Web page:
It looks increasingly likely that Michael Schumacher will make a return to Formula 1 for a one-year deal with Mercedes. At age 41 (which he’ll be next month), it’s unlikely that Schumacher would be interested in returning to the sport for an extended stay. What does seem clear, however, is that he still craves competition. He still goes kart racing frequently, and has been pariticipating in the Race of Champions every year since his retirement.
As reported on BBC Sport, Mercedes team executive Nick Fry said about the prospect of Schumacher’s joining the Silver Arrows, “He would be very good for our team. The view from inside F1, not just my team, is they all hope it will happen. I can’t tell you at this stage, unfortunately. A number of drivers are still available if Michael were to decide not to drive. Then there are alternatives that we would be happy to go with.”
So clearly, this is more than just an idle rumor at this stage, if Nick Fry is speaking that way.
Also Nico Rosberg, who has already been confirmed for Mercedes, claimed that he would welcome Schumacher as a team mate. In a promotional video that he filmed for Mercedes in Abuu Dhabi, he said, “I hope that my team mate will be sorted out pretty soon and at the moment the rumours are very strong for Michael Schumacher. I have no idea if it is true or not but obviously if he would join that would be an absolutely fantastic move.” It seems unlikely that he would make that kind of remark, in that context, if there weren’t substance to the rumors.
And today it was reported in The Guardian that Luca di Montezemolo, chairman of Fiat and Ferrari, said puiblicly that he would not stand in the way of Schumacher’s racing for Mercedes. When asked if Schumacher’s new 3-year consultancy deal with Ferrari would be an impediment, Montezemolo replied, “No, it’s not binding.”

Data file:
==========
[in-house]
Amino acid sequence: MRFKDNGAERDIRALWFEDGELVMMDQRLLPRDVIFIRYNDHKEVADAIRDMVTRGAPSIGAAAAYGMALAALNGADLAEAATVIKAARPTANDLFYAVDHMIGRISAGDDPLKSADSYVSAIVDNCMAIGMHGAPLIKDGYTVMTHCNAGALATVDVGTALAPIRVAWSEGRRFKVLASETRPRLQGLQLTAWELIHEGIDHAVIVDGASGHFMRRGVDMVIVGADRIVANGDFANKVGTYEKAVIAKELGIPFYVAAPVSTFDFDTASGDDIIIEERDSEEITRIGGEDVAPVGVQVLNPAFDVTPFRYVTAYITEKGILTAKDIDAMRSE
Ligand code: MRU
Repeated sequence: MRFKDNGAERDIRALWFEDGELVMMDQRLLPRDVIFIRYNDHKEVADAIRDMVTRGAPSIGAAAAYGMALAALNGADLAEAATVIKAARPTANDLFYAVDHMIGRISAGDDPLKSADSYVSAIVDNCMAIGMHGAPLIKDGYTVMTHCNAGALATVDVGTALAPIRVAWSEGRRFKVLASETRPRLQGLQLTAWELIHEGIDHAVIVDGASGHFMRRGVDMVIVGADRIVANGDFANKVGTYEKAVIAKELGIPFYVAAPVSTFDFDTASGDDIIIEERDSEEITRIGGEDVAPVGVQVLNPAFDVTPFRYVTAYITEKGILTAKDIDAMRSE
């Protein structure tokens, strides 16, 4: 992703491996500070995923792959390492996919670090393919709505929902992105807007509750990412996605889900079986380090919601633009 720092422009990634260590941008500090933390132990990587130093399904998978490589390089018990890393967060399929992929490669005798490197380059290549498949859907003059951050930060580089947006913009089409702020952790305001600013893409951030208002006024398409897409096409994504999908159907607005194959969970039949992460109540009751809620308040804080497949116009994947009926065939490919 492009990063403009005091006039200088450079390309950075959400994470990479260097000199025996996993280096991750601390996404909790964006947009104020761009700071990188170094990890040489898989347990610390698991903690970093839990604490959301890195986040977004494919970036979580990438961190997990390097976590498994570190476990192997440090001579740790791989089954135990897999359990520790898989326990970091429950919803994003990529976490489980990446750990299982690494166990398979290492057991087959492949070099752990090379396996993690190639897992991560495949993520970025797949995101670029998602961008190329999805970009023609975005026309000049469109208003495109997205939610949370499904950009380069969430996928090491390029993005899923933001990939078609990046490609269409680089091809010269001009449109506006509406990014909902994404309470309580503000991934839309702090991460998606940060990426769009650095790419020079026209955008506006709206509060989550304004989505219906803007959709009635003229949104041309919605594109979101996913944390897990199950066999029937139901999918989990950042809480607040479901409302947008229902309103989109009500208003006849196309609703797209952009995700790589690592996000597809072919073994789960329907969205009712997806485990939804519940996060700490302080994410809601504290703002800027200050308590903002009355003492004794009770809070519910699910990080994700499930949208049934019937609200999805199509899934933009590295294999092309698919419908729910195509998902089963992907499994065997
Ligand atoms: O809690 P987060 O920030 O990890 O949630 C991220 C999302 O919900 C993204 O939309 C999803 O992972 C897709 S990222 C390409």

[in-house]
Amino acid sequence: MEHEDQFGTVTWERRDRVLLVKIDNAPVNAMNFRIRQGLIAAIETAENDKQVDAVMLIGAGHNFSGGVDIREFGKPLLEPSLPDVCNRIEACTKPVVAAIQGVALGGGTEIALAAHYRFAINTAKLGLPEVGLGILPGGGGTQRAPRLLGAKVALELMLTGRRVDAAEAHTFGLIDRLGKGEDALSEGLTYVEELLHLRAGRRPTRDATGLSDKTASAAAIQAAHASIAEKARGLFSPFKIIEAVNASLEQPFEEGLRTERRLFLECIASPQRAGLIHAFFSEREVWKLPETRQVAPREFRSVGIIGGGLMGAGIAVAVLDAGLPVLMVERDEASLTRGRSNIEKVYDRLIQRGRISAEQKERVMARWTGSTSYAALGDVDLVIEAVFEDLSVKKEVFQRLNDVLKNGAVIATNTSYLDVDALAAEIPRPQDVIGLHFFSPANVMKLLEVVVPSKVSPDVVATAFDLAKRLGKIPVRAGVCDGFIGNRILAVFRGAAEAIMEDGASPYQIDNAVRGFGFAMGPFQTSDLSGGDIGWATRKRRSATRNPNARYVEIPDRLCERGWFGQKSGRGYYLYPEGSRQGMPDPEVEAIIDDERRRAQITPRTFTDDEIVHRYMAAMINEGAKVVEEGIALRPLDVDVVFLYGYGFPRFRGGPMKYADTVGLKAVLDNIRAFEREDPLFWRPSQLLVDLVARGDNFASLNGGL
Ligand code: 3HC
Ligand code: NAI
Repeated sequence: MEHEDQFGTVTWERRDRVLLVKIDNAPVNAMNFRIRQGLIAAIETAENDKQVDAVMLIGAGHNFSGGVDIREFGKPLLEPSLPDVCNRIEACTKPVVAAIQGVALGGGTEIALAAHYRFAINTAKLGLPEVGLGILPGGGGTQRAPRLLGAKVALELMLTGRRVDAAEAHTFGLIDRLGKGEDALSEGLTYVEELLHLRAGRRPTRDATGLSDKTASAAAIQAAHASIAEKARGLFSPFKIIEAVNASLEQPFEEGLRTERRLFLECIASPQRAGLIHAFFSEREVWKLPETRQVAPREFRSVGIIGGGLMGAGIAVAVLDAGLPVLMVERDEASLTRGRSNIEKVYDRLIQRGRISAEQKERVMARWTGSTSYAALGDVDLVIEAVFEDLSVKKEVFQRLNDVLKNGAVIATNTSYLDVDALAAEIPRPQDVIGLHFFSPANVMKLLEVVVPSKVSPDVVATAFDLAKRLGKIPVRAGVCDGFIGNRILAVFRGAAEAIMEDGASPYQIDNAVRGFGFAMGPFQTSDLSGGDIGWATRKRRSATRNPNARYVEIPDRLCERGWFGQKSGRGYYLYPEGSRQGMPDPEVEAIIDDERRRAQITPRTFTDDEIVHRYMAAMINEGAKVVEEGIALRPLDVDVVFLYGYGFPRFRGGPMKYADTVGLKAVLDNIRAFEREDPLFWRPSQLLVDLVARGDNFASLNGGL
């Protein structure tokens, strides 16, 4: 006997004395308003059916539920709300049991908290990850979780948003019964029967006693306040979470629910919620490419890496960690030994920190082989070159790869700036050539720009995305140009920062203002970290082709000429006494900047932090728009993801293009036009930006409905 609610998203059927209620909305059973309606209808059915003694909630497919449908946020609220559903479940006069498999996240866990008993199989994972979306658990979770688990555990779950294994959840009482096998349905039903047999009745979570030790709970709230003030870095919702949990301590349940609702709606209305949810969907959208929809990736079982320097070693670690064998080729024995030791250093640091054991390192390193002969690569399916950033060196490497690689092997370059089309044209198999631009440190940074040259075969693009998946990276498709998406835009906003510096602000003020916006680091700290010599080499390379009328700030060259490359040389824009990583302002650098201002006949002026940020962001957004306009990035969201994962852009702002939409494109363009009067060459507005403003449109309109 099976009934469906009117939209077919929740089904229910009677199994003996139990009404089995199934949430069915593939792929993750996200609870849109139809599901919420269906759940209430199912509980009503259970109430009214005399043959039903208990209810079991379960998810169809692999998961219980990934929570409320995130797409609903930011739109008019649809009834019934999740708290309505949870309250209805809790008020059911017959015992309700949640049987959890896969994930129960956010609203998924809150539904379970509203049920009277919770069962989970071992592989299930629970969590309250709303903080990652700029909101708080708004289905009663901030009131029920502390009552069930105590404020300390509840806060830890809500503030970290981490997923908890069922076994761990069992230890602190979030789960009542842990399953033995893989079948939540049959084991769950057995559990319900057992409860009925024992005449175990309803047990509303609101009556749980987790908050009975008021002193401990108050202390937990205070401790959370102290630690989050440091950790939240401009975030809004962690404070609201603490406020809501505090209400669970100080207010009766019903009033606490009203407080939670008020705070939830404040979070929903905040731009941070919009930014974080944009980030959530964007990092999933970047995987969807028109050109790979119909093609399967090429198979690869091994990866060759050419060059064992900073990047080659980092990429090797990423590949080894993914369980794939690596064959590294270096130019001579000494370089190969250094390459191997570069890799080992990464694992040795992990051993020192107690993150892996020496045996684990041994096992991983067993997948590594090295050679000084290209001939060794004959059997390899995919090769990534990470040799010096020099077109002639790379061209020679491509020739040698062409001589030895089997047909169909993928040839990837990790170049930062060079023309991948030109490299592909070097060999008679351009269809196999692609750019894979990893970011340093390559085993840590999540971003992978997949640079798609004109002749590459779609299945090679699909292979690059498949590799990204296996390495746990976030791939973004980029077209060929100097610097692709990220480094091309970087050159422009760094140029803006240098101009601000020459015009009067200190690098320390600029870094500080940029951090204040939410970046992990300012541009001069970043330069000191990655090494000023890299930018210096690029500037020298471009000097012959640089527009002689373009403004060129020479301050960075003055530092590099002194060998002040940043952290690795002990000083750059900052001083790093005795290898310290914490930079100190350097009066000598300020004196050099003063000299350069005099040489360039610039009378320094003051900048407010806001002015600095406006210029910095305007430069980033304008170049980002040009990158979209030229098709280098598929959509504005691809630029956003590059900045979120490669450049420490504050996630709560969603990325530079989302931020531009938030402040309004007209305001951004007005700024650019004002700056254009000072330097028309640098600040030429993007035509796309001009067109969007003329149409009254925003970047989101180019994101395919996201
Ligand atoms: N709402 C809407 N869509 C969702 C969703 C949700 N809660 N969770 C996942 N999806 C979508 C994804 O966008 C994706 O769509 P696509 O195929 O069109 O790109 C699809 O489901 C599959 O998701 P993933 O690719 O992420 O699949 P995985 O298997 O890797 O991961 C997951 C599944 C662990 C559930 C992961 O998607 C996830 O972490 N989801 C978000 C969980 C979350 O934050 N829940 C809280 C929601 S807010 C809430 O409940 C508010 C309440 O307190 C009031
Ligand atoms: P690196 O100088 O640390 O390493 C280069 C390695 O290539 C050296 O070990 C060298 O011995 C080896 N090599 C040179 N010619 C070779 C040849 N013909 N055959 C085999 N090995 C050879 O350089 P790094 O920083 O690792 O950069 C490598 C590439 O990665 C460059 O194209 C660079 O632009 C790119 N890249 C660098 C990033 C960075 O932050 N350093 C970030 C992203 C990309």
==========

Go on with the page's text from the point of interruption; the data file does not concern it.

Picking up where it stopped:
Apparently, the agreement is only a verbal one at this point, which makes it something less than a contract, although something more than unenforceable. In other words, while there’s no contract to unwind, Ferrari could hold Schumacher legally acountable for any verbal assurances he’d made, if they chose to. In light of Montezemolo’s recent statement, however, Ferrari’s attitude on the matter seems clear.
Montezemolo elaborated by saying, “It’s clear that if he decides to take another road our agreement will no longer be valid, that is logical. You can’t work with a competitor and with us at the same time. I still haven’t spoken to him about it. He is only a dear friend, not a team member. He is a consultant for our road cars.”
The current thinking is that Schumacher’s return would be for a single bridge year. Mercedes’ target for the long-term is thought to be Sebastian Vettel, who is currently tied to Red Bull for the next two years. According to this theory, Mercedes will move heaven and earth during the coming season to break Vettel free from his Red Bull contract a year early, so he’d be free to replace Schumacher in 2011.
If this is true, it explains a lot. It means that Mercedes never really felt an urgency to retain Jenson Button in 2010, because they probably had it in mind to replace him anyway once Vettel was available. Once Button flew the coop, they were left in the lurch, however. Nico Rosberg is highly rated, but he’s not seen as being on a par with the likes of Hamilton or Alonso – or Schumacher. Mercedes will need a driver who can be an effective team leader, and also a skilled development driver, if they’re to maintain their edge next year. Hence, the inspiration to draft Schumacher for a single year.
Also, the single-year premise could supply Schumacher with a convenient rationale for making his return. He wouldn’t really be trying to launch a second career, he’d merely be helping out his old friend and colleague Ross Brawn for a limited period of time, much in the same spirit as his highly touted, but ultimately aborted, fill-in stint for Felipe Massa in 2009.